I love to visit out here At the Fence with you! I hope your day is going as well as mine. I just have to tell you about this new game. It is called Numenko! We love it! This is such a fun game, and it helps you and your children improve math skills. Before I describe this game, let me tell you Math was not my favorite subject. I did well in Math, I just preferred my English classes. I mean I in my senior year I took one quarter of Trig, and decided I had all my Math credits, why bother. Anyway, I say all that to say, my whole family enjoys Numenko.
This is the Numenko-in-a-bag. I will only be calling it Numenko throughout this post, but know that this is the one that comes in the bag. There is also a board game. (Maybe you will be seeing that one later!) I really like the way you play this version because you are working on your own personal math crossword, you are not playing off each other. I think that helps remove some of the competition and stress off the younger children.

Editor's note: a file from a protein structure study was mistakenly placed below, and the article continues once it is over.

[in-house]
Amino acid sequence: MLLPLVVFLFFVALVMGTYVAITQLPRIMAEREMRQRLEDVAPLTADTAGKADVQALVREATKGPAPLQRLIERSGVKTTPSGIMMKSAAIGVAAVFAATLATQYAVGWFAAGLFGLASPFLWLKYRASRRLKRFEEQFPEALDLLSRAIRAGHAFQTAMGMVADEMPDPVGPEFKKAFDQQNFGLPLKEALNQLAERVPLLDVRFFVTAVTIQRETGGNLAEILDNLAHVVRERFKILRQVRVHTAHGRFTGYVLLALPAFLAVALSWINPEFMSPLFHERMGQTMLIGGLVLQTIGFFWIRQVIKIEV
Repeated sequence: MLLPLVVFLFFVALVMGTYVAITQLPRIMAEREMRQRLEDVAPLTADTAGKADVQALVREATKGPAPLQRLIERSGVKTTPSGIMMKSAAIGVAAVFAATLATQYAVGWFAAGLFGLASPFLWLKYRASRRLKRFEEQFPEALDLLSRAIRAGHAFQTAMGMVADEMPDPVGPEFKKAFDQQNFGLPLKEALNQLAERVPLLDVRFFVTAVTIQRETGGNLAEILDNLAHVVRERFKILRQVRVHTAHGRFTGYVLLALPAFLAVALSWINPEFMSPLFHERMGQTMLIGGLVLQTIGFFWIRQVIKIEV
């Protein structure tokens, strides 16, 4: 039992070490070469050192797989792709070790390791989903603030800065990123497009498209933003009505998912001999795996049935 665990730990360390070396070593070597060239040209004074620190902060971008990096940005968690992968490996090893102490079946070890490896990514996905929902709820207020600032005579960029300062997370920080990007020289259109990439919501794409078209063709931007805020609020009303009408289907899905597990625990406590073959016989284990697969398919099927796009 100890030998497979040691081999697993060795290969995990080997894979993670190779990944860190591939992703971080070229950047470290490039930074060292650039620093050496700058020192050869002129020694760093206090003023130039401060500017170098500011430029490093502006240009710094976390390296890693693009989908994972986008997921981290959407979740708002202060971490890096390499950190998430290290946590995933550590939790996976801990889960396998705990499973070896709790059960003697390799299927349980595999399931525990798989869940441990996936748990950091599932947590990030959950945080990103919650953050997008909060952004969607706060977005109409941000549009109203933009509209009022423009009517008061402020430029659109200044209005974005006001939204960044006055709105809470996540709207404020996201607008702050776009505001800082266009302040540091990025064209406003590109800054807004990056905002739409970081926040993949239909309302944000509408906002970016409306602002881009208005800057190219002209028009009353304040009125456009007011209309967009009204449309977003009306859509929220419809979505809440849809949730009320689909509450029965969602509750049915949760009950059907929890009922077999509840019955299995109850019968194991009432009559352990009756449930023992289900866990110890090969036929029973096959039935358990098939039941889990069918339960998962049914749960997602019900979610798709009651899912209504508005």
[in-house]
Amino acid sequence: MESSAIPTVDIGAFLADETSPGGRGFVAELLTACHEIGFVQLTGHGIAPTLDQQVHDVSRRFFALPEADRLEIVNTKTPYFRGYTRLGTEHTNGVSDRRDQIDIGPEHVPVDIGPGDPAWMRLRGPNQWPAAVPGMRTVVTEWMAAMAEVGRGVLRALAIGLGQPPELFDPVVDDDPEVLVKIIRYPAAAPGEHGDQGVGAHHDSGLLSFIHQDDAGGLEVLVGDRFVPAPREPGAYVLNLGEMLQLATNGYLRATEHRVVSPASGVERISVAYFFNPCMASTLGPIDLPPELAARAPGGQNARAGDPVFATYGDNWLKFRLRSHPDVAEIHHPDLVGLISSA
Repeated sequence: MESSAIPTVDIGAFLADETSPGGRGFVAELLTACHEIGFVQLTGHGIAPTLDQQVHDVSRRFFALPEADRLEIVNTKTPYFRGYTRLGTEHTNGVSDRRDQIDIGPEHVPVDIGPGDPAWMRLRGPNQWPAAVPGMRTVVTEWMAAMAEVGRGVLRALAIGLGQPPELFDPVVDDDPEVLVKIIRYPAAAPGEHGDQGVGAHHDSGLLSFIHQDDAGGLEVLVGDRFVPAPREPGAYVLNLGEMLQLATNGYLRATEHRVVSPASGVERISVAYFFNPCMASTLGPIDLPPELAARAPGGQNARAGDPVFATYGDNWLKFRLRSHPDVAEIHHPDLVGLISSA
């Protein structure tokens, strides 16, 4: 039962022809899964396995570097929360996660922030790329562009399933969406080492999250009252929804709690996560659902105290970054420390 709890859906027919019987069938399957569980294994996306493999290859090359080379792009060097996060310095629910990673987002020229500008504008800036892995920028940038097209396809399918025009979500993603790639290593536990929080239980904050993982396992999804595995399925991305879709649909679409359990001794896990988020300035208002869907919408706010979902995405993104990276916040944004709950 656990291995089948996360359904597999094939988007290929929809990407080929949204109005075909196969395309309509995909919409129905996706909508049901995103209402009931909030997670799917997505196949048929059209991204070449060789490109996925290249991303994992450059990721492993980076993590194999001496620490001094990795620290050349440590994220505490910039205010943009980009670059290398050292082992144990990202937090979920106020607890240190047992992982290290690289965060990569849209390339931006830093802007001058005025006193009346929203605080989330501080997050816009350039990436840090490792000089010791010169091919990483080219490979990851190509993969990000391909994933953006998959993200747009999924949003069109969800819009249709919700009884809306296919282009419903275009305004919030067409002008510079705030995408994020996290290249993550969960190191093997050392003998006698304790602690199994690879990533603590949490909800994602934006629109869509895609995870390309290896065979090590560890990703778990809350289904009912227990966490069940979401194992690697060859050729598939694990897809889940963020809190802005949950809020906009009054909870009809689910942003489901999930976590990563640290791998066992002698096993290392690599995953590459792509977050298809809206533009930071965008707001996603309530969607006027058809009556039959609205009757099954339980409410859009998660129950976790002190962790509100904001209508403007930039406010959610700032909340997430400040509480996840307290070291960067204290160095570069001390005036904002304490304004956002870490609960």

Basically you lay all the number tiles and multicoated tiles face down in the center of the table. (Do not place the free choice tiles in yet. (They are the ones with the smiley faces!) The multicoated tiles have the symbols for addition, subtraction, multiplication , division, and the equals sign all on one tile. (They look a little unique.) If there are 2-4 players, each player picks 20 tiles from the center. If 5-6 are playing each one takes 15 tiles. Everyone receives 1 free choice and then all the rest of the free choice are turned upside down and placed in the center with the other tiles. (Be sure to mix them in!) Now, let me explain the tiles a little bit. Obviously the number tiles are exactly that, they are the numbers 0-9 and you use them as such. The multicoated tiles may be used as an addition, subtraction, multiplication, division or equals sign. The free choice may be used as any one of these, a number or a math symbol.